Whatever your programs are doing, they often have to deal with vast amounts of data. This data is usually represented and manipulated in the form of strings. However, handling such a large quantity of input in strings can be very ineffective once you start manipulating them by copying, slicing, and modifying. Why?

Let's consider a small program which reads a large file of binary data, and
copies it partially into another file. To examine out the memory usage of this program, we will use memory_profiler, an excellent Python package that allows us to see the memory usage of a program line by line.

@profile
def read_random():
    with open("/dev/urandom", "rb") as source:
        content = source.read(1024 * 10000)
        content_to_write = content[1024:]
    print("Content length: %d, content to write length %d" %
          (len(content), len(content_to_write)))
    with open("/dev/null", "wb") as target:
        target.write(content_to_write)

if __name__ == '__main__':
    read_random()

Running the above program using memory_profiler produces the following:

$ python -m memory_profiler memoryview/copy.py
Content length: 10240000, content to write length 10238976
Filename: memoryview/copy.py

Mem usage    Increment   Line Contents
======================================
                         @profile
 9.883 MB     0.000 MB   def read_random():
 9.887 MB     0.004 MB       with open("/dev/urandom", "rb") as source:
19.656 MB     9.770 MB           content = source.read(1024 * 10000)
29.422 MB     9.766 MB           content_to_write = content[1024:]
29.422 MB     0.000 MB       print("Content length: %d, content to write length %d" %
29.434 MB     0.012 MB             (len(content), len(content_to_write)))
29.434 MB     0.000 MB       with open("/dev/null", "wb") as target:
29.434 MB     0.000 MB           target.write(content_to_write)

The call to source.read reads 10 MB from /dev/urandom. Python needs to allocate around 10 MB of memory to store this data as a string. The instruction on the line just after, content[1024:], copies the entire block of data minus the first KB — allocating 10 more megabytes.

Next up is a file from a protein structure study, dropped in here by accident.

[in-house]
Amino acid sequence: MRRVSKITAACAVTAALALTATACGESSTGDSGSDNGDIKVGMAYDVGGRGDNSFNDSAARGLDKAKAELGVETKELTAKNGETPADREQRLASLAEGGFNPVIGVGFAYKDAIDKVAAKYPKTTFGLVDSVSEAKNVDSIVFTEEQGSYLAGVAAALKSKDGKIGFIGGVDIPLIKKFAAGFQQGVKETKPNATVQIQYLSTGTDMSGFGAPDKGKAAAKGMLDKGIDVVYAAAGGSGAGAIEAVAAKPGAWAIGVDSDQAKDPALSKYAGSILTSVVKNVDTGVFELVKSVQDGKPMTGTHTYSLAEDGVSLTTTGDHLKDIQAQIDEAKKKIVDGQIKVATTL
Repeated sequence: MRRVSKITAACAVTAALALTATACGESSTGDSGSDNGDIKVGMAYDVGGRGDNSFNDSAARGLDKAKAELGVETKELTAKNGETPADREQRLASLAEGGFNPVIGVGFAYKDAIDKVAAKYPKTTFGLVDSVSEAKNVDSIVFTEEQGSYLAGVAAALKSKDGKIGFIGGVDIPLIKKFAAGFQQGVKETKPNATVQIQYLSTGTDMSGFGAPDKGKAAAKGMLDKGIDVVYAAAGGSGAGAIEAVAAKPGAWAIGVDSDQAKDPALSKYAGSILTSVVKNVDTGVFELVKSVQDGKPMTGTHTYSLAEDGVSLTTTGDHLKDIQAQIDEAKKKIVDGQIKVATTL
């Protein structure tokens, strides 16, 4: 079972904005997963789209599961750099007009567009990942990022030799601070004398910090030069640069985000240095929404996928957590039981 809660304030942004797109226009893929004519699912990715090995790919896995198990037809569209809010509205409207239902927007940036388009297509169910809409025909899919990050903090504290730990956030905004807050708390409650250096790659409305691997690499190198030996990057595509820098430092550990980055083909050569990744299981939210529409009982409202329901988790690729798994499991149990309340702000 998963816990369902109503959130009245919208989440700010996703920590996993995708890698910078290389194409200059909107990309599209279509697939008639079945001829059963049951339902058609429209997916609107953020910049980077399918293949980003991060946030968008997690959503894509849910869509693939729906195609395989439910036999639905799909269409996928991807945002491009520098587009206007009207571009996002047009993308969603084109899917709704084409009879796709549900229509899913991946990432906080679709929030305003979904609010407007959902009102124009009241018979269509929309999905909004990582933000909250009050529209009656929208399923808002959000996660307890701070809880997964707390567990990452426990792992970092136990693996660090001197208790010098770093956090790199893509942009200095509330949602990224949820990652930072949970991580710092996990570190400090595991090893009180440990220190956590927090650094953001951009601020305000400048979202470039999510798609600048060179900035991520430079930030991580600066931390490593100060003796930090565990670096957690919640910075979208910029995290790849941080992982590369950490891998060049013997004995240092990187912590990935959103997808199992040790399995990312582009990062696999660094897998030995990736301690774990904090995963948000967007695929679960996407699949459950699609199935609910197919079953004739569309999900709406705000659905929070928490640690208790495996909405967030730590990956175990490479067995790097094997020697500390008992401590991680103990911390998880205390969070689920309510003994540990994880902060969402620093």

So what's interesting here, is to notice that the memory usage of the program increased by about 10 MB when building the variable content_to_write. The slice operator is copying the entirety of content, minus the first KB, into a new string object.

When dealing with extensive data, performing this kind of operation on large byte arrays is going to be a disaster. If you already have written C code, you know that using memcpy() has a significant cost, both in term of memory usage and regarding general performance: copying memory is slow.

However, as a C programmer, you also know that strings are arrays of characters and that nothing stops you from looking at only part of this array without copying it, through the use of basic pointer arithmetic – assuming that the entire string is in a contiguous memory area.

This is possible in Python using objects which implement the buffer protocol. The buffer protocol is defined in PEP 3118, which explains the C API used to provide this protocol to various types, such as strings.

When an object implements this protocol, you can use the memoryview class constructor on it to build a new memoryview object that references the original object memory.

>>> s = b"abcdefgh"
>>> view = memoryview(s)
>>> view[1]
98
>>> limited = view[1:3]
>>> limited
<memory at 0x7fca18b8d460>
>>> bytes(view[1:3])
b'bc'

Note: 98 is the ASCII code for the letter b.

In the example above, we use the fact that the memoryview object's slice operator itself returns a memoryview object. That means it does not copy any data but merely references a particular slice of it.

The graph below illustrates what happens:

serious-python__3

Therefore, it is possible to rewrite the program above in a more efficient manner. We need to reference the data that we want to write using a memoryview object, rather than allocating a new string.

@profile
def read_random():
    with open("/dev/urandom", "rb") as source:
        content = source.read(1024 * 10000)